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Home > Mumbai > Mumbai News > Article > Mumbai BMC makes U turn says 3 men fell in water tank with faeces

Mumbai: BMC makes U-turn, says 3 men fell in water tank with ‘faeces’

Updated on: 27 March,2024 07:03 AM IST  |  Mumbai
Eshan Kalyanikar |

Before relatives of deceased filed FIR against civic body for neglecting structural issues, latter had been insisting mishap involved septic tank

Mumbai: BMC makes U-turn, says 3 men fell in water tank with ‘faeces’

Ramlagan’s daughter Sunita (centre), flanked by a neighbour and her younger brother, comforts her mother at the deceased’s residence in Malwani, Malad

Key Highlights

  1. Officials from BMC are now saying it was a water tank, not a septic tank
  2. This change in position came a few days after the relatives of the deceased filed an FIR
  3. There has been a contradiction between the BMC ward officials and the Malwani police

Officials from the Brihanmumbai Municipal Corporation’s P ward are now saying it was a water tank, not a septic tank inside a community toilet in Malad’s Ambujwadi in which three members of a family fell and died, likely of asphyxiation, on March 21. This change in the position came a few days after the relatives of the deceased filed an FIR against the civic body for neglecting the toilet’s structural issues, which the family alleges led to the death of their kin.

“It is a water tank only. It is still a matter of investigation but all the statements are pointing towards a water tank. Now the question is what led the three to suffocate, assuming that is the cause as the post-mortem report is pending. There will be an enquiry set up under the executive engineer as structural problems come under the BMC. We will be looking into the possibility of faecal matter passing through as well,” said Kiran Dighavkar, P North ward’s assistant commissioner.

He added that the BMC had filed an FIR against the community-based organisation Om Jai Durga Seva Society which was managing the toilet, on charges of culpable homicide. Asked about compensation to the family, Dighavkar said, “The BMC provides compensation in cases of tree falls or landslides. As far as I know, there is no provision of compensation in such a case but all of it depends on the conclusion of the investigation.”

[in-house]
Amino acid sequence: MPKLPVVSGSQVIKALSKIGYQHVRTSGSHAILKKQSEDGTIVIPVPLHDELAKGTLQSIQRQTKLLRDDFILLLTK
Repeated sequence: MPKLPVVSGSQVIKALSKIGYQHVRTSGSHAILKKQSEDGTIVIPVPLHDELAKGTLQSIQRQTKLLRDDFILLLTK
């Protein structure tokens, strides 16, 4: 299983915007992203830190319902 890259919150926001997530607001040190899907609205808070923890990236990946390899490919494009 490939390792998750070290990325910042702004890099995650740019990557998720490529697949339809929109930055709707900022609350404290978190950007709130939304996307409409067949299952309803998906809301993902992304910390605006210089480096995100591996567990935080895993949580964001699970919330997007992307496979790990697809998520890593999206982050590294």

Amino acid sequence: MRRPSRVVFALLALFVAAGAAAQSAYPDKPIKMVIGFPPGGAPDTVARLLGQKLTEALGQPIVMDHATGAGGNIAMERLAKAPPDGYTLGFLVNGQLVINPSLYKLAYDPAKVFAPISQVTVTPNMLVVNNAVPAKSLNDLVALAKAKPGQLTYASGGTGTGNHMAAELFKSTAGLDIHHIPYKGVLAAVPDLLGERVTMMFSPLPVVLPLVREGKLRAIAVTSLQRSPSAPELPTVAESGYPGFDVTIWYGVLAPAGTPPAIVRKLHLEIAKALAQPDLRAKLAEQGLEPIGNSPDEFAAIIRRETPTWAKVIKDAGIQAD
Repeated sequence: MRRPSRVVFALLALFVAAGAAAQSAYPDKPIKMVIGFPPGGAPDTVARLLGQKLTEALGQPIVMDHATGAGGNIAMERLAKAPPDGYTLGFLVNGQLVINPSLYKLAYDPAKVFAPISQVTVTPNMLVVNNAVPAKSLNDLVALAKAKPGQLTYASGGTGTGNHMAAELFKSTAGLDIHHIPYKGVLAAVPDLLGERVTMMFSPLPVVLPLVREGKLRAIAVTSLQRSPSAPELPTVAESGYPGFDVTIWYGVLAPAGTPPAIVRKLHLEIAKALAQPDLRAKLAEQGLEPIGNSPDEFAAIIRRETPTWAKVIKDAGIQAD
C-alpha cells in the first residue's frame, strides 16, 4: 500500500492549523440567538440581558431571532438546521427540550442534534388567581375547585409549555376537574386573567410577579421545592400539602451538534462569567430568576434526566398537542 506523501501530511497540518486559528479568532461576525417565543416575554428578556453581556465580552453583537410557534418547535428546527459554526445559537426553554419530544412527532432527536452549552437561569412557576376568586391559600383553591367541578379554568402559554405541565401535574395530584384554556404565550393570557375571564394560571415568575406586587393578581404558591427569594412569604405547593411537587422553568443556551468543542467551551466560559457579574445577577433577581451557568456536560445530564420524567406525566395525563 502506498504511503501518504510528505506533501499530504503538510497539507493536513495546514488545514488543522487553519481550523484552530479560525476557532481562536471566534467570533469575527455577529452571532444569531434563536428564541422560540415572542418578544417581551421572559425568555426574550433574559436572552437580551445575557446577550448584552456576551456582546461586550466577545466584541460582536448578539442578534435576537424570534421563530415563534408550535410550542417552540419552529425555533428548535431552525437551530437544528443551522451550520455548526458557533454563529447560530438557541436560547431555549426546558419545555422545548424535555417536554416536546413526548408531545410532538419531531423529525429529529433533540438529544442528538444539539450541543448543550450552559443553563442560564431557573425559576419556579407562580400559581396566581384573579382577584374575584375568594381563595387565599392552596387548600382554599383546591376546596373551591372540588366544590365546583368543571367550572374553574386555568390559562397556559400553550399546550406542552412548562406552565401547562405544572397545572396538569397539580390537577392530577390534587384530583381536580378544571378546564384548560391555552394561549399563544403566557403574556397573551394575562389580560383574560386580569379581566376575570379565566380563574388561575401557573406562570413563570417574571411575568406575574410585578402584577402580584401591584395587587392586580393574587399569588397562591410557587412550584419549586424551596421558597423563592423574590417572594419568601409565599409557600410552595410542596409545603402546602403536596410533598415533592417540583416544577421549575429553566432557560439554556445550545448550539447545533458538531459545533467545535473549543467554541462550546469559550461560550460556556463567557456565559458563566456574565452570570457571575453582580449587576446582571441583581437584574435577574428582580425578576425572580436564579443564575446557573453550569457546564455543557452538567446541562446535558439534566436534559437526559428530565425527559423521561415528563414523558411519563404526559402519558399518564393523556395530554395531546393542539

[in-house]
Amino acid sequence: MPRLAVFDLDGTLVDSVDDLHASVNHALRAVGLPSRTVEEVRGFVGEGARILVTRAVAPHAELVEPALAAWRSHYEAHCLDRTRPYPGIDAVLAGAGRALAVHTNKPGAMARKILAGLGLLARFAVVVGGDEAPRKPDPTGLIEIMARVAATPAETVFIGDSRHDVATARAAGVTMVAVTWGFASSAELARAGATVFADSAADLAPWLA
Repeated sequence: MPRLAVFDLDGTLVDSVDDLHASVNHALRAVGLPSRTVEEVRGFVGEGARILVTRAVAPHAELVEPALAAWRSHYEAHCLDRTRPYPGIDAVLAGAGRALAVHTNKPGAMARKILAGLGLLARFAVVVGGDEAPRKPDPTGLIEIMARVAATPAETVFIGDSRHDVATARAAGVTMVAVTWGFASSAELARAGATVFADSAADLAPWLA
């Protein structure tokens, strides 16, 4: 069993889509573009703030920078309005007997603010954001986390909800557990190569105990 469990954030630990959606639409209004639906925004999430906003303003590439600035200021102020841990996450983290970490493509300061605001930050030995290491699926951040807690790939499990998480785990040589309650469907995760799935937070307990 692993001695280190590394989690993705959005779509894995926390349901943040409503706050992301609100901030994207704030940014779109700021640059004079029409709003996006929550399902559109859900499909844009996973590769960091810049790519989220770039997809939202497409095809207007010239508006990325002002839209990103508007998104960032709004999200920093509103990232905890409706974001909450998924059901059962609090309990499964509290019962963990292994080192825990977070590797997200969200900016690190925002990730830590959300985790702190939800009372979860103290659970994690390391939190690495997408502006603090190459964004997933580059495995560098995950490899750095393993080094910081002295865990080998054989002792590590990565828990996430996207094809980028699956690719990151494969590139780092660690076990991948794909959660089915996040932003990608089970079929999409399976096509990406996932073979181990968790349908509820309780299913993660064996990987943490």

The toilet at Ambujwadi in Malwani, Malad where the mishap occurred. Pic/Anurag Ahire
The toilet at Ambujwadi in Malwani, Malad where the mishap occurred. Pic/Anurag Ahire

On Tuesday, he issued a notice to ward executive engineer, directing him to conduct an enquiry from technical point of view and submit a report within 15 days. In the notice, Dighavkar states, “Some residents are saying it is a water tank and some are saying it is a septic tank.”

Since the day of the incident, there has been a contradiction between the BMC ward officials and the Malwani police. The former kept insisting it was a septic tank into which the residents fell, while the police stated it was a water tank containing waste. Two of the local rescuers said that the bodies of the deceased were covered in faecal matter.

“Two people from P North’s maintenance department were called in for questioning and asked us to submit the documents. We are still firm on our stand that so far as what we have found so far, it was a water tank. This is also in the panchnama and the rest is the matter of investigation,” said Chimaji Adhav, senior inspector, Malwani police station.

Relatives speak

“It was not a septic tank in which my father and two brothers fell in and died, it was a water tank into which faecal matter had leaked from the adjoining septic tank that they were cleaning,” asserted Sunita Kevat, 20, the daughter of 45-year-old Ramlagan Kevat, and sibling to Suraj, 18, and Bikas, 20. The siblings were declared dead on Thursday while Ramlagan was critical and declared dead on the intervening night of Saturday. Adhav as well as Dighavkar and the on-duty medical officer at the hospital Dr Sushil Mantri said the deaths were likely due to asphyxiation: the cause of death in most cases of manual scavenging due to inhalation of toxic gas in the septic tank.

Apart from the family and the police, an overwhelming majority of residents in the area were insisting it was a water tank with faecal matter emitting toxic gas. The FIR is based on a statement by Parshuram Kevat, Ramlagan’s brother who arrived in Mumbai from UP a couple of days ago, implicating BMC for the death of the three. The police have registered a case under Section 304A of the Indian Penal Code, for causing death by negligence, against unknown individuals.

‘CBOs are misrepresented’

There are three tanks in this toilet. One on the top, and two underground where one is a septic tank and the other is a water tank with a dividing partition. At the time of construction, this arrangement was made by the civic body as there is no fresh water pipeline in the area. There is another underground tank to hold faeces in case of overflow, which is outside the toilet.